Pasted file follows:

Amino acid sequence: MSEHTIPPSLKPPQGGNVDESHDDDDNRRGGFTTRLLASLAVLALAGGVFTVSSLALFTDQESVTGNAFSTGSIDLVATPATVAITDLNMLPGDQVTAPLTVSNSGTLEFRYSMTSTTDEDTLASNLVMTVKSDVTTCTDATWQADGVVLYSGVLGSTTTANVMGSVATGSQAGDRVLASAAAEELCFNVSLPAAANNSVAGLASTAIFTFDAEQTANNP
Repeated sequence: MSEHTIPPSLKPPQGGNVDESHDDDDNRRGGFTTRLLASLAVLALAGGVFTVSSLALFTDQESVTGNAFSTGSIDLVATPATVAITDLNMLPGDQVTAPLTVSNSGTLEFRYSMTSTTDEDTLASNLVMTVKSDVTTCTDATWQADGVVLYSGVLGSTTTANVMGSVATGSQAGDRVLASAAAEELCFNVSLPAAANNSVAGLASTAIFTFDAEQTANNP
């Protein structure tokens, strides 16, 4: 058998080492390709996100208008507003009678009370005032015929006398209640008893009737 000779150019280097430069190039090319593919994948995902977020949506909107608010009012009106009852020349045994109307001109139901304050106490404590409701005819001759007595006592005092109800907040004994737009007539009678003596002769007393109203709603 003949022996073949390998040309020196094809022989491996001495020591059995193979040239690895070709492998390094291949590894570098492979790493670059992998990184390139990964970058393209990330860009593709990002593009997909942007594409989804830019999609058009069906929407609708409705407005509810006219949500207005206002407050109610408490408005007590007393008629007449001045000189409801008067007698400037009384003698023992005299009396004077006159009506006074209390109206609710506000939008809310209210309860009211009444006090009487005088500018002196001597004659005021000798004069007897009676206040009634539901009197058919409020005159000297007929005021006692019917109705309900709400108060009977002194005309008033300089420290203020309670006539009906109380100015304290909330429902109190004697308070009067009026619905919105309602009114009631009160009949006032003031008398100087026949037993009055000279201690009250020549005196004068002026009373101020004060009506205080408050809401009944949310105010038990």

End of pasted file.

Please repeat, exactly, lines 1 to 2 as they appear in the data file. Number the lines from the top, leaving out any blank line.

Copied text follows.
Amino acid sequence: MSEHTIPPSLKPPQGGNVDESHDDDDNRRGGFTTRLLASLAVLALAGGVFTVSSLALFTDQESVTGNAFSTGSIDLVATPATVAITDLNMLPGDQVTAPLTVSNSGTLEFRYSMTSTTDEDTLASNLVMTVKSDVTTCTDATWQADGVVLYSGVLGSTTTANVMGSVATGSQAGDRVLASAAAEELCFNVSLPAAANNSVAGLASTAIFTFDAEQTANNP
Repeated sequence: MSEHTIPPSLKPPQGGNVDESHDDDDNRRGGFTTRLLASLAVLALAGGVFTVSSLALFTDQESVTGNAFSTGSIDLVATPATVAITDLNMLPGDQVTAPLTVSNSGTLEFRYSMTSTTDEDTLASNLVMTVKSDVTTCTDATWQADGVVLYSGVLGSTTTANVMGSVATGSQAGDRVLASAAAEELCFNVSLPAAANNSVAGLASTAIFTFDAEQTANNP